Wednesday, February 15, 2006

London Calls!

Now that 49er's big mid-winter activity spree is over, it's time to begin preparing for springtime in London. England. Great Britain. The U.K.

Mrs. Dweet's longtime goal of returning once more to the mother country will soon be upon us. Many, many arrangements need to be made vis-a-vis oxygen supplies for her whilst there. But time is also being spent determining which plays starring Dame Judith Dench will still be playing, which day trips will be the most rewarding, and etc., etc., etc. It's quite fun!

Re-establishing contact with our favorite church on line 74 is in progress, too, and viewing our new hotel and it's surroundings, or "digs", via "google earth" has been a high priority.

Travel is fun. Traveling in London is great fun! The tubes, the buses, the trains, the buskers, the language differences, everything! Great fun!

Can't wait.


Juggling Mother said...

It's dirty & cold at this time of year. If you going on the tubes, practise saying Leicester (Lester, not lie-ces-ter) square & avoiding eye contact.

If you're driving remember we drive on the wrong side of the road, everyone has geared cars & swearing/obscene gestures are just par for the course.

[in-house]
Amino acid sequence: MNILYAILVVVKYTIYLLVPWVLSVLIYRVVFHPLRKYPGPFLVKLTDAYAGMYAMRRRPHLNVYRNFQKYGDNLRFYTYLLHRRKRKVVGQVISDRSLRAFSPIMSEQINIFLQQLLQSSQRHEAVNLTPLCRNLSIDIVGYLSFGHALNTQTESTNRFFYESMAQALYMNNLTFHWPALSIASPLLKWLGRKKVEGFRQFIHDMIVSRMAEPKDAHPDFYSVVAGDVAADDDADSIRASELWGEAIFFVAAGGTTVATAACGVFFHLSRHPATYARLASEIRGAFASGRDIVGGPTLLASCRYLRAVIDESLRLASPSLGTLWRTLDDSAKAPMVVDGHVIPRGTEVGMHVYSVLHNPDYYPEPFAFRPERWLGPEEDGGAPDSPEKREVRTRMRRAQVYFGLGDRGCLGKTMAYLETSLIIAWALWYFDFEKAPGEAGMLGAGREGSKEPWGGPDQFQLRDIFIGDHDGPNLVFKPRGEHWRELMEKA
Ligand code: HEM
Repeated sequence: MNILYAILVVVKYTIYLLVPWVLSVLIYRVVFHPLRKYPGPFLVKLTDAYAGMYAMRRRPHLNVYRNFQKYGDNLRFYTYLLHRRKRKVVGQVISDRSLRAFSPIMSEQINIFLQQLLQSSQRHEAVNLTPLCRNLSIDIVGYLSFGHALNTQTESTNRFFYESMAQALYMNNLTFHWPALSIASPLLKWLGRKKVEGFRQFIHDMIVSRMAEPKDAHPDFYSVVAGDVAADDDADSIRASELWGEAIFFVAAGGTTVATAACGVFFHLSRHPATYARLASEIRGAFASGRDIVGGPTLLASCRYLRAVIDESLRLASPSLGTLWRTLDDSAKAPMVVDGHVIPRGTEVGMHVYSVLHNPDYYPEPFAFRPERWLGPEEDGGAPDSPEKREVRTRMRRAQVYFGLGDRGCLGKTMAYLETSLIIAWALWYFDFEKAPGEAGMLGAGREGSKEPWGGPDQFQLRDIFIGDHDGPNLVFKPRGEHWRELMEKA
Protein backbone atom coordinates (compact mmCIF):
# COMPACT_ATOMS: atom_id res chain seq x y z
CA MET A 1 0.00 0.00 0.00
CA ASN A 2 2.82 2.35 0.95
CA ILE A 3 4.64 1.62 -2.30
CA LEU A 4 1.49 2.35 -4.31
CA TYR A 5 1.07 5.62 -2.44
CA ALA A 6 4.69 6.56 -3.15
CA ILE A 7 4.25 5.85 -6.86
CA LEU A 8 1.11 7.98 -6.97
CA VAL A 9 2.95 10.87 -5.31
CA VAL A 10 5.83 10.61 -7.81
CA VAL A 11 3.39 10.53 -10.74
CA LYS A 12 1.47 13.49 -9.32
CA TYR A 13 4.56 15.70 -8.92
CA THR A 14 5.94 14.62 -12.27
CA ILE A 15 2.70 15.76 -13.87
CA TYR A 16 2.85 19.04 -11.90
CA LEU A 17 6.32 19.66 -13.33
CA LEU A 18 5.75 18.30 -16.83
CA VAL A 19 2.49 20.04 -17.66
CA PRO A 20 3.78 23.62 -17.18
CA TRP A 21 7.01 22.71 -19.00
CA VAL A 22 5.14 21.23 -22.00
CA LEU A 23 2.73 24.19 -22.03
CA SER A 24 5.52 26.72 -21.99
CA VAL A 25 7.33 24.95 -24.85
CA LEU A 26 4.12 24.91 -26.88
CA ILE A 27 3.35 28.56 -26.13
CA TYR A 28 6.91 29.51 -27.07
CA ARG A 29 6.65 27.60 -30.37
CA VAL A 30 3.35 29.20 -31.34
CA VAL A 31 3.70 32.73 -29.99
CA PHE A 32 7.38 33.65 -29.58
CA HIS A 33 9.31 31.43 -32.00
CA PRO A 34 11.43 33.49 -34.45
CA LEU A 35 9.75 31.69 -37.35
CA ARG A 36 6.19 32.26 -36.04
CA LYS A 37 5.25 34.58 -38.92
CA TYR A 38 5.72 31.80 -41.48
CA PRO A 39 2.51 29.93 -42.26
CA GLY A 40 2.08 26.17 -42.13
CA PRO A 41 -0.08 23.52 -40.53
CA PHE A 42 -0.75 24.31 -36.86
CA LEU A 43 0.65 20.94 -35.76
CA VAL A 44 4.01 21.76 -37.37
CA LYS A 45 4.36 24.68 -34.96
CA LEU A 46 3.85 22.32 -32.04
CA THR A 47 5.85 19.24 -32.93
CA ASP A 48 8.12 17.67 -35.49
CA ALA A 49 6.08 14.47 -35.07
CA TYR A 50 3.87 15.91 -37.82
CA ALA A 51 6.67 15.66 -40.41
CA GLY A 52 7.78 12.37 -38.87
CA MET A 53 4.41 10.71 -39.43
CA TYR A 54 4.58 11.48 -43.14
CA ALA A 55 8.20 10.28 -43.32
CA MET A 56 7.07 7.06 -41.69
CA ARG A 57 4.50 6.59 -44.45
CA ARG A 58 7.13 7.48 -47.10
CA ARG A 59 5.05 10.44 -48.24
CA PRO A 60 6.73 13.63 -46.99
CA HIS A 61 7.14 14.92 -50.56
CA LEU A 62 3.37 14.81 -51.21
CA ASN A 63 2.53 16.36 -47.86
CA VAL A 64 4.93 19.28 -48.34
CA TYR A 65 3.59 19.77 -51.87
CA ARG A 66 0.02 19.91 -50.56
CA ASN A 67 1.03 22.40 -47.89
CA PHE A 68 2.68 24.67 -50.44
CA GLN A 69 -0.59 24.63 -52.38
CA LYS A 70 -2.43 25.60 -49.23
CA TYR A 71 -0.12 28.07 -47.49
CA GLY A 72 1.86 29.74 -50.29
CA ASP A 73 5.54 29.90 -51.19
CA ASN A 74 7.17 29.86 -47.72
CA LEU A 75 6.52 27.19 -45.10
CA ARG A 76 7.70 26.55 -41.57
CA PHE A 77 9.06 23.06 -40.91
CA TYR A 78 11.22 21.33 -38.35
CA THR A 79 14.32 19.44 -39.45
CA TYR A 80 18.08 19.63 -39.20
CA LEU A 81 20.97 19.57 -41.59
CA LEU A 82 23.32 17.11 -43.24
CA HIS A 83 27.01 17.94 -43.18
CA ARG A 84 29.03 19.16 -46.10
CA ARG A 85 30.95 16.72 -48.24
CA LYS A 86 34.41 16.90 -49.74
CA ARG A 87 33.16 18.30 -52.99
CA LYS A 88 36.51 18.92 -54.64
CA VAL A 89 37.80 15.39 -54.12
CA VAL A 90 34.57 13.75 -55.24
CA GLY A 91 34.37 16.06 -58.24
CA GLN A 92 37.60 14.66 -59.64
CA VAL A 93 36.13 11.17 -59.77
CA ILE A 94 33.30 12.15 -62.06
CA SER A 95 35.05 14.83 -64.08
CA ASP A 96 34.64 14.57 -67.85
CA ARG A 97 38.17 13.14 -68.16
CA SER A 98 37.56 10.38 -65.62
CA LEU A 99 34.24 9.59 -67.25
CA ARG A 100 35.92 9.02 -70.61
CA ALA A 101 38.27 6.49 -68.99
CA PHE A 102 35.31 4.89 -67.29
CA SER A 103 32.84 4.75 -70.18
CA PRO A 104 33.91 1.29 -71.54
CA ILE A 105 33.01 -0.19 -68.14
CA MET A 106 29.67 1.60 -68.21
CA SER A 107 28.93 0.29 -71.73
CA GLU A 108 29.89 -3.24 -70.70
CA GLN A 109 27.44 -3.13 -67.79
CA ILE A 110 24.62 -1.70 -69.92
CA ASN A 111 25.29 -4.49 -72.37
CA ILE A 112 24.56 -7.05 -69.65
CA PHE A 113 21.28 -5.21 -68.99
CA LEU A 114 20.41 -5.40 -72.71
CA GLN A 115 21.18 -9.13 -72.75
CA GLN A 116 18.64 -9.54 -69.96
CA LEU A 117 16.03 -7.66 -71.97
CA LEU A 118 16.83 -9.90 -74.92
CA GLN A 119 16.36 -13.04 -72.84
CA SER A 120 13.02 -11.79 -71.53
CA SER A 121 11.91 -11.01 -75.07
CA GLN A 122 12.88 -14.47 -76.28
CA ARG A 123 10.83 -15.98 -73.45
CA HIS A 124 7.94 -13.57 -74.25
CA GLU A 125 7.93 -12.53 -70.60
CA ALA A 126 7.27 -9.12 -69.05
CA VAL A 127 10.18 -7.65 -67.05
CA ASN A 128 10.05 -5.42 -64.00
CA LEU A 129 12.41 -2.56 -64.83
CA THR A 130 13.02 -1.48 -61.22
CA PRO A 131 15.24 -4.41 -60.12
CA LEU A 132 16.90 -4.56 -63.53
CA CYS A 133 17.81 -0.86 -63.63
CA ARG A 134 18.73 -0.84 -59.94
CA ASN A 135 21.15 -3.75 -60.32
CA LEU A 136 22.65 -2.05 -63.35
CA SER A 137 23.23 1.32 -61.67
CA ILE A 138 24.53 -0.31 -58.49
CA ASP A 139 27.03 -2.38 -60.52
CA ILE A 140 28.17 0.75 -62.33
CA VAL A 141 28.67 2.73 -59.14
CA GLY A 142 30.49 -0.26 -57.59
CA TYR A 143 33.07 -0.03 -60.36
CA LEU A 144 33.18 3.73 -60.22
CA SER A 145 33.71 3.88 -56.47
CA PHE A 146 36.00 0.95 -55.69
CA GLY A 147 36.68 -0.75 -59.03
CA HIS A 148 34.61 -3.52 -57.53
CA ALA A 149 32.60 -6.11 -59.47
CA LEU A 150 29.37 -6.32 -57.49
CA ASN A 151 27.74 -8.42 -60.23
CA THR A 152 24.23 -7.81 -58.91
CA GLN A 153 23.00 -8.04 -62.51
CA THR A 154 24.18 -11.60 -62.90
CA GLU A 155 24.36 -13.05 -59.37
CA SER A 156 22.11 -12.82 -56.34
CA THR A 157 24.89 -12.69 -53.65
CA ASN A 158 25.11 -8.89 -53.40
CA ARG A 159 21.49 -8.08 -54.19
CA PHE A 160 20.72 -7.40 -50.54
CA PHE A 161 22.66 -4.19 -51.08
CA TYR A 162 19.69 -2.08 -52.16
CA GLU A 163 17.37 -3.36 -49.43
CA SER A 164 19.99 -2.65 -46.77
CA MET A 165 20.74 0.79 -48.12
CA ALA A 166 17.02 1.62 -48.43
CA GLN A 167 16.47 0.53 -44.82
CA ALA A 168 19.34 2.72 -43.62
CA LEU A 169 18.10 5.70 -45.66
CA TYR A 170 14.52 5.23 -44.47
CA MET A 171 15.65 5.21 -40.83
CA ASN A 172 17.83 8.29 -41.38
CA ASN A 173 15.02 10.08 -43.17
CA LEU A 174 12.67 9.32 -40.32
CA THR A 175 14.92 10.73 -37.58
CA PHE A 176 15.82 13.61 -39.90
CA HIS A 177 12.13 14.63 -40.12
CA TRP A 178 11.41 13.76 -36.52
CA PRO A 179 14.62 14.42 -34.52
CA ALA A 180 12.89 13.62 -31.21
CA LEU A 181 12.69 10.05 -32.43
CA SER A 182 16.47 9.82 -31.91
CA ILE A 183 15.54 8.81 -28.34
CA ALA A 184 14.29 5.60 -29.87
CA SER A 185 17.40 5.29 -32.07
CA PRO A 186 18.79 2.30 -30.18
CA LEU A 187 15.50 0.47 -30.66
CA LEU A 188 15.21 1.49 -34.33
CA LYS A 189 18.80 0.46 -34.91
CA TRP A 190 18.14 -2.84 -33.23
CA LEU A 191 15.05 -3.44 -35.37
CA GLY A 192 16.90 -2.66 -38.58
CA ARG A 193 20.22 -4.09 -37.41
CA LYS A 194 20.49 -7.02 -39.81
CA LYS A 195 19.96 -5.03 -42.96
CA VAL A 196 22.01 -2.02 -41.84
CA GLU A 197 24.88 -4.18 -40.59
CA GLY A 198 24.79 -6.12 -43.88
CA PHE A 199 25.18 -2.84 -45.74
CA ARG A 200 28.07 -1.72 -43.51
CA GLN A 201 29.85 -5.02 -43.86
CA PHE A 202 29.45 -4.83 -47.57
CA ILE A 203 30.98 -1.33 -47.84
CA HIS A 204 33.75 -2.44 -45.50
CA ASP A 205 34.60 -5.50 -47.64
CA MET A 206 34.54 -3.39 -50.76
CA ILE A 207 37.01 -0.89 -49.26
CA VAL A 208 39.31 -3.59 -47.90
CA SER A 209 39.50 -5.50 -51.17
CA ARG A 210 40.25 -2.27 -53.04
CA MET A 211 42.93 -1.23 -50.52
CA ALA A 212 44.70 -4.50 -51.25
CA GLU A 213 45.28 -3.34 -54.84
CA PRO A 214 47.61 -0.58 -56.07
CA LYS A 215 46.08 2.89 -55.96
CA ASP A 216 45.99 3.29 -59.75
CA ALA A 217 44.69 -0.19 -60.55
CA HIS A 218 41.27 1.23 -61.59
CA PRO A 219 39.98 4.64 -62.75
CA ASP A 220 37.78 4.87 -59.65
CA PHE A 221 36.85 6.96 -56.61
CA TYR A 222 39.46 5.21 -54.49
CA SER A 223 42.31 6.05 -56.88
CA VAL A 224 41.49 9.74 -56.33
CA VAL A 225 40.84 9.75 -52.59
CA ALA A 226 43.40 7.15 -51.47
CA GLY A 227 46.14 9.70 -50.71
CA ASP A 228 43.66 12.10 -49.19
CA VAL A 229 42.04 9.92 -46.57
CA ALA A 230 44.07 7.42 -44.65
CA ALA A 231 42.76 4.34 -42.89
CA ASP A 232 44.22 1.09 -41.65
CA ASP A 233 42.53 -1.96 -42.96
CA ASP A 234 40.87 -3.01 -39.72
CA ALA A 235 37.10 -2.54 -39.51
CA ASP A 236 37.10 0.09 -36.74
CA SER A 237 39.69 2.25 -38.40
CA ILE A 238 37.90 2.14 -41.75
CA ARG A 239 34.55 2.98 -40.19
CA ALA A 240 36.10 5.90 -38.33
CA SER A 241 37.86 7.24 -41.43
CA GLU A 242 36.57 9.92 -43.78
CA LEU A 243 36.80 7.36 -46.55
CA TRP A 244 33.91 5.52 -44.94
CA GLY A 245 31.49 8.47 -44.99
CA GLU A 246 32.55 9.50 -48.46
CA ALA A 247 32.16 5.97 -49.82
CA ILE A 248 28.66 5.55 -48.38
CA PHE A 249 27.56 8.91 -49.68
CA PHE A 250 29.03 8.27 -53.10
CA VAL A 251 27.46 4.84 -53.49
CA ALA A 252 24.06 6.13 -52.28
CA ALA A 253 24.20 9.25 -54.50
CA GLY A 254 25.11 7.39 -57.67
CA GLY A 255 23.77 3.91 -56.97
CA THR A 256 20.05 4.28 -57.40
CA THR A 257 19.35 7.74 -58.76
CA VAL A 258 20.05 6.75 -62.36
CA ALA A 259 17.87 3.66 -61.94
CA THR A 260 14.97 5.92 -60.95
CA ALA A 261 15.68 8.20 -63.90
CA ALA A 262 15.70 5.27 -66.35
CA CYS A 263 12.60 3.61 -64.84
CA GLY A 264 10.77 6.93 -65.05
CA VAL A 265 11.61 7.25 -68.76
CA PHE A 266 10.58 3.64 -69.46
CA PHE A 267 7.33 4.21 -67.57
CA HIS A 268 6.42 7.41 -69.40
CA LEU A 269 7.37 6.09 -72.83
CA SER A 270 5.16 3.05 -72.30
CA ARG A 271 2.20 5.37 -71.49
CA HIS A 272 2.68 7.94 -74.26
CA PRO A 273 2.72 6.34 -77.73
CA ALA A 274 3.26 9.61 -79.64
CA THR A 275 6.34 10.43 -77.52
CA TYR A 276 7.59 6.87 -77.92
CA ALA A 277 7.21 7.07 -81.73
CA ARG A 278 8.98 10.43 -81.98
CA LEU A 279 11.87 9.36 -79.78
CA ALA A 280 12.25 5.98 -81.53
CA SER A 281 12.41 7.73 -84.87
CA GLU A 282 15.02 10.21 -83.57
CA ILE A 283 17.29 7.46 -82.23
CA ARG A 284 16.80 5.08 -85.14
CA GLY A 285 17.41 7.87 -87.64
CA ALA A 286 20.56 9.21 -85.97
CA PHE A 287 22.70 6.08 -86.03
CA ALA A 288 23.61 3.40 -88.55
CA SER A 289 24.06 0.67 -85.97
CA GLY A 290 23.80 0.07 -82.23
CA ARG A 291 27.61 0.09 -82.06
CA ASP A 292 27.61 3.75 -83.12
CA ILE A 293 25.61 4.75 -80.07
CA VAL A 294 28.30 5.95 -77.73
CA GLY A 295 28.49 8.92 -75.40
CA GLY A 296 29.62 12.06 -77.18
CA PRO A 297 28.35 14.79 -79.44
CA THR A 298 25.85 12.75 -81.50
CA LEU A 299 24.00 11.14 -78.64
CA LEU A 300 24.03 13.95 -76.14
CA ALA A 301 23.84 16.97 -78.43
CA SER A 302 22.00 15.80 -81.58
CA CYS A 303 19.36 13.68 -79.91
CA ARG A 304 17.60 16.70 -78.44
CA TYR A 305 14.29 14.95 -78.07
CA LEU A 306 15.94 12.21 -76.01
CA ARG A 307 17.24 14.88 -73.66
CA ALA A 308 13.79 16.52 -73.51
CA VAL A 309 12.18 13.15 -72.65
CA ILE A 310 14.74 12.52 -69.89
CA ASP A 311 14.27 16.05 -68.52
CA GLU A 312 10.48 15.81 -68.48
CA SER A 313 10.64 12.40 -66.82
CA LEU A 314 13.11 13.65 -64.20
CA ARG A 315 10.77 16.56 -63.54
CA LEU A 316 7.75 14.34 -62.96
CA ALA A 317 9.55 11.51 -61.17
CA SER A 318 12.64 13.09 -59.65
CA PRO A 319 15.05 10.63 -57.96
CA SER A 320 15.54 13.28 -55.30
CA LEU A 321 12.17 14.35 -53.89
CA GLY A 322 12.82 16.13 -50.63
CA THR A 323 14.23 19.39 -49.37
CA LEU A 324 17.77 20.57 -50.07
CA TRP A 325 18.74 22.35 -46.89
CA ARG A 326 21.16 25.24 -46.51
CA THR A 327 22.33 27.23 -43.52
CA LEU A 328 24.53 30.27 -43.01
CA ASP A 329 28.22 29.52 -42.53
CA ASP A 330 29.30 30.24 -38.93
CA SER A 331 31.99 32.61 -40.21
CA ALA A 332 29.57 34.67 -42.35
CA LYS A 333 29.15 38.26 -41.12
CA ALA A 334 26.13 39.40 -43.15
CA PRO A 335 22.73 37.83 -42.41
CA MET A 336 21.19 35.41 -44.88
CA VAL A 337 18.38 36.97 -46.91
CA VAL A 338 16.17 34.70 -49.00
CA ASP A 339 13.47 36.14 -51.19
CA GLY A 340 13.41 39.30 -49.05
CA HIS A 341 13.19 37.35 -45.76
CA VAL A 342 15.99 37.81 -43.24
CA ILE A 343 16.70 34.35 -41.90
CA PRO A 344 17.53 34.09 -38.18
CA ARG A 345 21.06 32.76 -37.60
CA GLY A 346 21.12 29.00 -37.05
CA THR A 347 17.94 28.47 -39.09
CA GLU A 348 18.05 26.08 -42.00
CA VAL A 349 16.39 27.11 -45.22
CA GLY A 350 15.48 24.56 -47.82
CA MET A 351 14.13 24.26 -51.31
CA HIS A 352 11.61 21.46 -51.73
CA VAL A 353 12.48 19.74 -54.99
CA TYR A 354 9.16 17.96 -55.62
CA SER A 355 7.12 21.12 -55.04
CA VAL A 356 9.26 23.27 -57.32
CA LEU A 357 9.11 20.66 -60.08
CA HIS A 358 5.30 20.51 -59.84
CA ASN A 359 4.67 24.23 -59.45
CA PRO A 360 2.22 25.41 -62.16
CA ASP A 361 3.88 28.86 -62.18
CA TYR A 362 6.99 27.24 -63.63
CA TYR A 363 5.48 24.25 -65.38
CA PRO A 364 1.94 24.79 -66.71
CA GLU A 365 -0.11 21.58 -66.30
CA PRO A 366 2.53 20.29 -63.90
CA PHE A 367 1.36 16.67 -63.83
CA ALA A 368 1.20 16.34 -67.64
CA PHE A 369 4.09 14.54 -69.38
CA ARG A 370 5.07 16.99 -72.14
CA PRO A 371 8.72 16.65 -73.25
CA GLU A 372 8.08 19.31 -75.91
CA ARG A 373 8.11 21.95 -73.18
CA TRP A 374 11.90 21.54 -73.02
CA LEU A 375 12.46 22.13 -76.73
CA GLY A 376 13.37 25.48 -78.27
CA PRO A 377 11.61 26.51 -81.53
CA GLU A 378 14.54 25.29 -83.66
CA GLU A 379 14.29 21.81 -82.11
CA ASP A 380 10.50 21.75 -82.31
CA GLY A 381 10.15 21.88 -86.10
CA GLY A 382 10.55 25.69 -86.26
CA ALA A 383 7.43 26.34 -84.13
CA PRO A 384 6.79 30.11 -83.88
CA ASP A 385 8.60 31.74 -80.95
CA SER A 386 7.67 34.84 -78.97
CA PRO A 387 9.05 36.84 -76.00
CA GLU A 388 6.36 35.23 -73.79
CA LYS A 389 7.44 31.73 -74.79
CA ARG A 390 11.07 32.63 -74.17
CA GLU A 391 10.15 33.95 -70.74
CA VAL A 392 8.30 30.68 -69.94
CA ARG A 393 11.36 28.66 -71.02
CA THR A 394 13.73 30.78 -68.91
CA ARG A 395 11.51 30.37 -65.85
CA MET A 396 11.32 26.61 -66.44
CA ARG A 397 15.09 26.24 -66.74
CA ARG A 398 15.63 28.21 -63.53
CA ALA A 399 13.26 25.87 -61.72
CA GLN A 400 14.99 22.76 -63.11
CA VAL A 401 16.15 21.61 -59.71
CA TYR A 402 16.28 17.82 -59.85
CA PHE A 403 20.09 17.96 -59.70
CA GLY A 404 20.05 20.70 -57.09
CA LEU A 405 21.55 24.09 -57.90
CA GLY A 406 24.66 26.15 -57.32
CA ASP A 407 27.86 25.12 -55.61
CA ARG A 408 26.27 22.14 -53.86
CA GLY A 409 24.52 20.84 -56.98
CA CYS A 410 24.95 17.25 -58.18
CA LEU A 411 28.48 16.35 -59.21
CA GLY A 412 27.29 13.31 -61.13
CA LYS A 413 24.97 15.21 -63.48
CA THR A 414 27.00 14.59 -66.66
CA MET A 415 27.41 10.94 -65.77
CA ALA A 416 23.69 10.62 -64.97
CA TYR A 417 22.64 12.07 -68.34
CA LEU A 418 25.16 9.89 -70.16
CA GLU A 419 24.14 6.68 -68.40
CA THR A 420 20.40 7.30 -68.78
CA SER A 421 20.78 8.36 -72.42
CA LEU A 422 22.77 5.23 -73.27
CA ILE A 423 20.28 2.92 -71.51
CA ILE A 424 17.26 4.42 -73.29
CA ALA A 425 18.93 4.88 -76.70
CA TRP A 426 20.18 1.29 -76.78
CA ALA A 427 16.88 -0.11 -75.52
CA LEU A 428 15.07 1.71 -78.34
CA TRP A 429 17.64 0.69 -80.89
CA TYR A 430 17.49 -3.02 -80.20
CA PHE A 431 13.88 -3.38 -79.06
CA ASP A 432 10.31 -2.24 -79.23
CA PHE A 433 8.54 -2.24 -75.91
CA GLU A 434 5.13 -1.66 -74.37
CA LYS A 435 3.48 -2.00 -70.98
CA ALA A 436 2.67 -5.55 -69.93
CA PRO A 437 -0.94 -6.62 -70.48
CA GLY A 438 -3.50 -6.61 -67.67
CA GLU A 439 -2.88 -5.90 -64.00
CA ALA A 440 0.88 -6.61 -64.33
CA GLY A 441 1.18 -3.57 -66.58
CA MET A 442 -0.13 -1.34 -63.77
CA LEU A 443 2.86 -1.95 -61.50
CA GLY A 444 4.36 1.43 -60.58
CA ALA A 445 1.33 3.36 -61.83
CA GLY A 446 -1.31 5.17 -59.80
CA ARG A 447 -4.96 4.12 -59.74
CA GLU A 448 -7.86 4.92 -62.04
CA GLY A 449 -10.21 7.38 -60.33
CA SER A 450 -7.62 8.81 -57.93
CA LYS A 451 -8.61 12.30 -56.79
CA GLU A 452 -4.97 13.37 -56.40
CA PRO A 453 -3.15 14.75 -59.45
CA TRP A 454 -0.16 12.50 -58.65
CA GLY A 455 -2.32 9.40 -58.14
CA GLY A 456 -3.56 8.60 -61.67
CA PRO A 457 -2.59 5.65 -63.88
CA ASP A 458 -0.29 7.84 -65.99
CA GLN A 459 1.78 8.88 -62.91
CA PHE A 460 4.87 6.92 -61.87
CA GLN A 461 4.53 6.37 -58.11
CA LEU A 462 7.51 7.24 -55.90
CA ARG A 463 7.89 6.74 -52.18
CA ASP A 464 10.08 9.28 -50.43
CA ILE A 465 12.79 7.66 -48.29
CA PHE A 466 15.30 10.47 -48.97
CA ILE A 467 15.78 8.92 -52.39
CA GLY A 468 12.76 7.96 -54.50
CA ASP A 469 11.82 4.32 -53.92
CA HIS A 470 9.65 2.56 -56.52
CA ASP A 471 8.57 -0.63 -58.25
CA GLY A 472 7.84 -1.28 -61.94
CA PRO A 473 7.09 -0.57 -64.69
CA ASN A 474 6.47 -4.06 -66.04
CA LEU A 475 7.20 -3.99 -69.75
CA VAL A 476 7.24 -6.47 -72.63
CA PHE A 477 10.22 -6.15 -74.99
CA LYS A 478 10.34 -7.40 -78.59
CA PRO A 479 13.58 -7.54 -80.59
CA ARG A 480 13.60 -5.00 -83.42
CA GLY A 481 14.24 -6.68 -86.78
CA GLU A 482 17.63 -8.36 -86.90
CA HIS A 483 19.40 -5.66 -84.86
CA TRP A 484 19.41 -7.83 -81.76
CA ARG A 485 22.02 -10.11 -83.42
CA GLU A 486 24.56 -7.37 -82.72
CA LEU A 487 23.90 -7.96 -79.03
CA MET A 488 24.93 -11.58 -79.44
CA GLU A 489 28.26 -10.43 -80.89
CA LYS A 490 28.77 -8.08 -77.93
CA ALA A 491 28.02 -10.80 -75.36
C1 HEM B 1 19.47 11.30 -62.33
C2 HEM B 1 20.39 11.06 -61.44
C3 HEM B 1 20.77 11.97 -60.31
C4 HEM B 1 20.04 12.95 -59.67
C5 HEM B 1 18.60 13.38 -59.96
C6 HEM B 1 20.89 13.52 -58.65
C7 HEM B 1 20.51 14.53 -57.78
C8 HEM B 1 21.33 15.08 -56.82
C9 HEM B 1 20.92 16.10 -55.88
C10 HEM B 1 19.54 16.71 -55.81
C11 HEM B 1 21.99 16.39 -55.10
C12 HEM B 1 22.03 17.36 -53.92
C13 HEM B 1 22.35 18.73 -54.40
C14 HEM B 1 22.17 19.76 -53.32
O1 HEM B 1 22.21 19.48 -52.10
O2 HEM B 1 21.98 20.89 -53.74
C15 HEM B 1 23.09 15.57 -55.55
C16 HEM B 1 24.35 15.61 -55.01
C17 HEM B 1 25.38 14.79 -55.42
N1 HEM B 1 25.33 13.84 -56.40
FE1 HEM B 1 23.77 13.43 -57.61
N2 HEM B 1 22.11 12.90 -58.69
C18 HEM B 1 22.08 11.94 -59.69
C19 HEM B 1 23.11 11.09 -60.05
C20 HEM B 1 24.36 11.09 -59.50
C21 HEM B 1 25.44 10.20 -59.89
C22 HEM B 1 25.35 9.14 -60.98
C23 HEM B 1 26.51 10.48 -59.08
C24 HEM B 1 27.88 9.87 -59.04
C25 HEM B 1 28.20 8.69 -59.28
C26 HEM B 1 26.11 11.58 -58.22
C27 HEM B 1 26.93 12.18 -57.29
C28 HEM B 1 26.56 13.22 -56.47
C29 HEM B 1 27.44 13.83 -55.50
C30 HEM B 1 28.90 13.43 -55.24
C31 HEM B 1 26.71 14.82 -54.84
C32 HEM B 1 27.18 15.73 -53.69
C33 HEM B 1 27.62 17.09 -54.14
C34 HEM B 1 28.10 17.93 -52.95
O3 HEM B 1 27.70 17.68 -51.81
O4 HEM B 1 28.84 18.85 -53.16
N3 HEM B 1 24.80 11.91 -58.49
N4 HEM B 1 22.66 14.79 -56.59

Have a lovely time, it's a fantastic city to visit. You could always try pretending to be Australian - they're more popular over here at the moment.

49erDweet said...

Thanks, mrs a, for your comments and well-wishes. We decided last trip to not bother driving - why do so with so much convenient public transit available? But we still took great care as pedestrians at each intersection and crosswalk - so nice of Londoners to post those huge directional warning signs on the pavement at the curb line.

Loved "lester square", and also the "glouster road" tube stop, near our last hotel. This time we will be closer to Paddington Station, at the Hilton, so must quickly learn the neighborhoods around new stops. Thus 'google earth'.

We immediately noticed the 'eye contact' thing on the tube last time, but I was using a cane and so many Brits seemed concerned that I be comfortable, they broke the 'rules' and spoke to us - and then smiled when we smiled back. And as they departed the train at intervening stops, many, many would pleasantly mutter "enjoy your visit" or some such as they swept past us. We were made to feel quite welcome.

(But I got the distinct impression the fact we were Californians made us more acceptable in their eyes than being mere 'Yanks').

We hope the late April weather this year cooperates, but will be prepared if it doesn't.

Thanks again for maintaining the 'mother ship'. It's important we all gain a better insight into our joint history - and that's quite difficult to do in a country as young as ours.